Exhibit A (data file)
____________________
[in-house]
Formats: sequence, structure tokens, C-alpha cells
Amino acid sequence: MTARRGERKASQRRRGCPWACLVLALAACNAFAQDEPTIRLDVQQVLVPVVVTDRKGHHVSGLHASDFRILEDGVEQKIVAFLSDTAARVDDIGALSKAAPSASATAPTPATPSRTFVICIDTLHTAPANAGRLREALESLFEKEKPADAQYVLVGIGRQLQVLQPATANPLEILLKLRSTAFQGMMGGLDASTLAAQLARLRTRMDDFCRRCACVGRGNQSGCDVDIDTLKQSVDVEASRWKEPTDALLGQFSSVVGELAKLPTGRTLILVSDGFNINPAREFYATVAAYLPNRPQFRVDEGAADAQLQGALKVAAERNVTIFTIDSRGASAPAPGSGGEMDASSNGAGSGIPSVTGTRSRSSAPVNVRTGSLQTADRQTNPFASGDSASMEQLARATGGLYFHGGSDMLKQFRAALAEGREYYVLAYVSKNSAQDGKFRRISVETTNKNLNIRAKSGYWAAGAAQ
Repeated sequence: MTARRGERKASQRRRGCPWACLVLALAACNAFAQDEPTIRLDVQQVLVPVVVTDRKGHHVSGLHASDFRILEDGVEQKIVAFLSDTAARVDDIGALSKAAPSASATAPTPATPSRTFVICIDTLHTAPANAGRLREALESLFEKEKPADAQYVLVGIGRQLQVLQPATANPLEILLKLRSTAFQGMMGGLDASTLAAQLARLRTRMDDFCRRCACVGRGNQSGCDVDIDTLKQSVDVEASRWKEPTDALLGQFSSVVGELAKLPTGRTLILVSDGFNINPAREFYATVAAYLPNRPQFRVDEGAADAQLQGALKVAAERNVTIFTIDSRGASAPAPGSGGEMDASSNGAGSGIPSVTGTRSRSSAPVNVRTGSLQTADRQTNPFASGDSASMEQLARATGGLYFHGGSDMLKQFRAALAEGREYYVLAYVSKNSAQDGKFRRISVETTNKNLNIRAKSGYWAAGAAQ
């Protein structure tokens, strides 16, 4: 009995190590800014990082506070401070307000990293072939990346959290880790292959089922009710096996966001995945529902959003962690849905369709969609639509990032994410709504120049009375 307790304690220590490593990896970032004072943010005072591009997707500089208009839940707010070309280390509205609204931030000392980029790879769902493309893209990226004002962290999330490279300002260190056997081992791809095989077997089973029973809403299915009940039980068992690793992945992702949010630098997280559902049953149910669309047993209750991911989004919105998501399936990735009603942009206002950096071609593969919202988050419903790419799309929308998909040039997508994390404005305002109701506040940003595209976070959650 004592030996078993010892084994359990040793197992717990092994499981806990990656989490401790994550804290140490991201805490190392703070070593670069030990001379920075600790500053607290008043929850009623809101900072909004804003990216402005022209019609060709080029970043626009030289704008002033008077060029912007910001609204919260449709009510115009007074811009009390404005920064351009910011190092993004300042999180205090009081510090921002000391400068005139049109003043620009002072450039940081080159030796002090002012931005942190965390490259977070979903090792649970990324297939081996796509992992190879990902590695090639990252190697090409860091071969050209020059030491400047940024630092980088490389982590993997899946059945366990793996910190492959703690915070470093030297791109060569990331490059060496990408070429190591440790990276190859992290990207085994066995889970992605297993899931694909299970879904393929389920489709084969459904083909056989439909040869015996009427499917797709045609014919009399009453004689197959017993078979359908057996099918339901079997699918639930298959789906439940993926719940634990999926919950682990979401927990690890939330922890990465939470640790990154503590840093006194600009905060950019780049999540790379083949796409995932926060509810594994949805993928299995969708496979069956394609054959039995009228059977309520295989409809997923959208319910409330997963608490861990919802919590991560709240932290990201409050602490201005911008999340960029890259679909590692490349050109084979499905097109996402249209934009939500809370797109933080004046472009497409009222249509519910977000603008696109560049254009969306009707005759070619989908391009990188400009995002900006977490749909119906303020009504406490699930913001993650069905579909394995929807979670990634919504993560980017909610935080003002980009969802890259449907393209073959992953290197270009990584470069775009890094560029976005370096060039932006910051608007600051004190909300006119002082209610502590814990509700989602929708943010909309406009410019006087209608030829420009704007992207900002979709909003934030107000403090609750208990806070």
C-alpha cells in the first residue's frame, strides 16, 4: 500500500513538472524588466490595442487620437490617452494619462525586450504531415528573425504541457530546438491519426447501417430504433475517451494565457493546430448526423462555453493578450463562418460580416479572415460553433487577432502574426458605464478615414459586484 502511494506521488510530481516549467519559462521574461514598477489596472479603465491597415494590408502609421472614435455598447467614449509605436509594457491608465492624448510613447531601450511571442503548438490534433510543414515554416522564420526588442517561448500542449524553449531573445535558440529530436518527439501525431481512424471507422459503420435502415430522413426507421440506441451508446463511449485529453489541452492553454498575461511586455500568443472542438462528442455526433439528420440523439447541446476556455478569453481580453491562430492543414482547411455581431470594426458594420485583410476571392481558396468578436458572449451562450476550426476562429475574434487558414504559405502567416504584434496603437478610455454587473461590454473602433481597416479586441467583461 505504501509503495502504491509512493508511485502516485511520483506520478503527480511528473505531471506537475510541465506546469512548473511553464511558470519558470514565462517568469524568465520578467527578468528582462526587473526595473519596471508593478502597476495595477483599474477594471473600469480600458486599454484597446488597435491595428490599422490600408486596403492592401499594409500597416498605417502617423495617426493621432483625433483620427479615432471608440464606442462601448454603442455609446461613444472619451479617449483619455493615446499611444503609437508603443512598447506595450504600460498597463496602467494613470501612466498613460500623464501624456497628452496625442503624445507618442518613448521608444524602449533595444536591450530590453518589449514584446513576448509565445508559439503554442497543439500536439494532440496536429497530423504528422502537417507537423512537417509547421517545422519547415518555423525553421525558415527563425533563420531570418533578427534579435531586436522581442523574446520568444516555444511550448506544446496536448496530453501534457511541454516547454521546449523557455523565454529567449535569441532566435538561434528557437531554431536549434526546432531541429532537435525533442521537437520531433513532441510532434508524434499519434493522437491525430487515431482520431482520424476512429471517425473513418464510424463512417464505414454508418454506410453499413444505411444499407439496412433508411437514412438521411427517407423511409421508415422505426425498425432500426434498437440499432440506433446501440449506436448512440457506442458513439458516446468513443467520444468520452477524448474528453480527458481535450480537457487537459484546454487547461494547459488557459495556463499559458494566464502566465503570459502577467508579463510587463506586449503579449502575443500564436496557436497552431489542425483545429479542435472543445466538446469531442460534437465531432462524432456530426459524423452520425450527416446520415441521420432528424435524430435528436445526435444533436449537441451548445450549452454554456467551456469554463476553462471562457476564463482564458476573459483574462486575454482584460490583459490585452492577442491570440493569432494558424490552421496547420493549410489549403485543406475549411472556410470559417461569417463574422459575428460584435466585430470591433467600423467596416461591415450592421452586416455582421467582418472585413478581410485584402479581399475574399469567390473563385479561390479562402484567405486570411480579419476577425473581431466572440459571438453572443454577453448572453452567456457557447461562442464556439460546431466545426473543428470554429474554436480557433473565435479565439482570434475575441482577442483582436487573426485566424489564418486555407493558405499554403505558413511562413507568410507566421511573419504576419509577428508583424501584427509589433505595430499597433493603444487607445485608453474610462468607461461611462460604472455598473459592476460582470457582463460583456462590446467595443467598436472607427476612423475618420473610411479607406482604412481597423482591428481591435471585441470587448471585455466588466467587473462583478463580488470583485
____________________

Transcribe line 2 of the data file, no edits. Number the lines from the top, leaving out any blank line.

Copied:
Formats: sequence, structure tokens, C-alpha cells